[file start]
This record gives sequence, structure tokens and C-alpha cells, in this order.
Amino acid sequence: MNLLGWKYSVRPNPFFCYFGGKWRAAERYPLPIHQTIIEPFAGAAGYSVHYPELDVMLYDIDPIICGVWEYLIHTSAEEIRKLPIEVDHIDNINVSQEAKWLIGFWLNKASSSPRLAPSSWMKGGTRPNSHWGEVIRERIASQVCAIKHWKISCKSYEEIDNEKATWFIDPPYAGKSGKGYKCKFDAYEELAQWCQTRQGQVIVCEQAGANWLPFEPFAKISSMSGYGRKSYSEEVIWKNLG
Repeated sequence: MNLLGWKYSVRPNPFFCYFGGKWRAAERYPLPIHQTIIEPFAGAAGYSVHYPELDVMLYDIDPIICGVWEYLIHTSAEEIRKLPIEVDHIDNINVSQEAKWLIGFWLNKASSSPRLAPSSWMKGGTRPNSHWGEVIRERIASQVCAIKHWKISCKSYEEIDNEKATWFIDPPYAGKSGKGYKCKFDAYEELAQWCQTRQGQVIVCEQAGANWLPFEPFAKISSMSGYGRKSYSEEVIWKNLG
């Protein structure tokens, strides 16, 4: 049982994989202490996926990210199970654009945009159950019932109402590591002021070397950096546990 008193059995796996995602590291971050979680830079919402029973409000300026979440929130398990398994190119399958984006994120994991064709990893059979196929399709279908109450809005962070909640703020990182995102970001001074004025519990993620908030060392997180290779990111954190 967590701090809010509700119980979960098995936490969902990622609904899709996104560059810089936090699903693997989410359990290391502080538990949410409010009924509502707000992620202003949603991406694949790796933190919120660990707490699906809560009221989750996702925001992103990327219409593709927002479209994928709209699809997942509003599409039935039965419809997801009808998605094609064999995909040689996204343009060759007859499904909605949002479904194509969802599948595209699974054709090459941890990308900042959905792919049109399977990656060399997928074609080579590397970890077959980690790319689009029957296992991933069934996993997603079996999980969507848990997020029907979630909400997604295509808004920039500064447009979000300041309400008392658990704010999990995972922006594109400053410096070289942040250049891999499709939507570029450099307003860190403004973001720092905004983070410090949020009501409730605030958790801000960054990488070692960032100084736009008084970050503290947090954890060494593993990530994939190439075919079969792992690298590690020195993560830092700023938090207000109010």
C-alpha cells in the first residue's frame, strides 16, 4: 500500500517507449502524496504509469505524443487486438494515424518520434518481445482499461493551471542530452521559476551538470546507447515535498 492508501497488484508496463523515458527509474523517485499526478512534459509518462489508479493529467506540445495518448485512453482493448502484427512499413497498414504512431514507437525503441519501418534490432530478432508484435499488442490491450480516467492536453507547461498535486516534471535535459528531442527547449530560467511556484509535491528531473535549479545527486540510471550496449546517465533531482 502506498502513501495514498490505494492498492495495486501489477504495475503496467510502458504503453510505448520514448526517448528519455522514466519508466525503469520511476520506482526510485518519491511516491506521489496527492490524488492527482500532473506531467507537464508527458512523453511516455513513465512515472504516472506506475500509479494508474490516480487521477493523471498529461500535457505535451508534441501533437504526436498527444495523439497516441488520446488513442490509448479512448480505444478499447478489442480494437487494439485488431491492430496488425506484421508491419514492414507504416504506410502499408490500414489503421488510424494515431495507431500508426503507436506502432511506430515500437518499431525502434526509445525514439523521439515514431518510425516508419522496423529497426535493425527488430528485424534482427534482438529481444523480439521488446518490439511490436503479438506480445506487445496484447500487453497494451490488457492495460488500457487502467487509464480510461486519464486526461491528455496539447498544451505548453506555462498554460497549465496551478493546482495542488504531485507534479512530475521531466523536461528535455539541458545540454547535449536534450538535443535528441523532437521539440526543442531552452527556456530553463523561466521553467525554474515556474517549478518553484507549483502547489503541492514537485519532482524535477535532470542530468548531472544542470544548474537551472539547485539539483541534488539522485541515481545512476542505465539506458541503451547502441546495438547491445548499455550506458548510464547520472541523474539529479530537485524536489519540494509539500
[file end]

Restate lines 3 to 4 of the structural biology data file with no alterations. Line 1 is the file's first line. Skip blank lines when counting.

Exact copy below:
Repeated sequence: MNLLGWKYSVRPNPFFCYFGGKWRAAERYPLPIHQTIIEPFAGAAGYSVHYPELDVMLYDIDPIICGVWEYLIHTSAEEIRKLPIEVDHIDNINVSQEAKWLIGFWLNKASSSPRLAPSSWMKGGTRPNSHWGEVIRERIASQVCAIKHWKISCKSYEEIDNEKATWFIDPPYAGKSGKGYKCKFDAYEELAQWCQTRQGQVIVCEQAGANWLPFEPFAKISSMSGYGRKSYSEEVIWKNLG
């Protein structure tokens, strides 16, 4: 049982994989202490996926990210199970654009945009159950019932109402590591002021070397950096546990 008193059995796996995602590291971050979680830079919402029973409000300026979440929130398990398994190119399958984006994120994991064709990893059979196929399709279908109450809005962070909640703020990182995102970001001074004025519990993620908030060392997180290779990111954190 967590701090809010509700119980979960098995936490969902990622609904899709996104560059810089936090699903693997989410359990290391502080538990949410409010009924509502707000992620202003949603991406694949790796933190919120660990707490699906809560009221989750996702925001992103990327219409593709927002479209994928709209699809997942509003599409039935039965419809997801009808998605094609064999995909040689996204343009060759007859499904909605949002479904194509969802599948595209699974054709090459941890990308900042959905792919049109399977990656060399997928074609080579590397970890077959980690790319689009029957296992991933069934996993997603079996999980969507848990997020029907979630909400997604295509808004920039500064447009979000300041309400008392658990704010999990995972922006594109400053410096070289942040250049891999499709939507570029450099307003860190403004973001720092905004983070410090949020009501409730605030958790801000960054990488070692960032100084736009008084970050503290947090954890060494593993990530994939190439075919079969792992690298590690020195993560830092700023938090207000109010």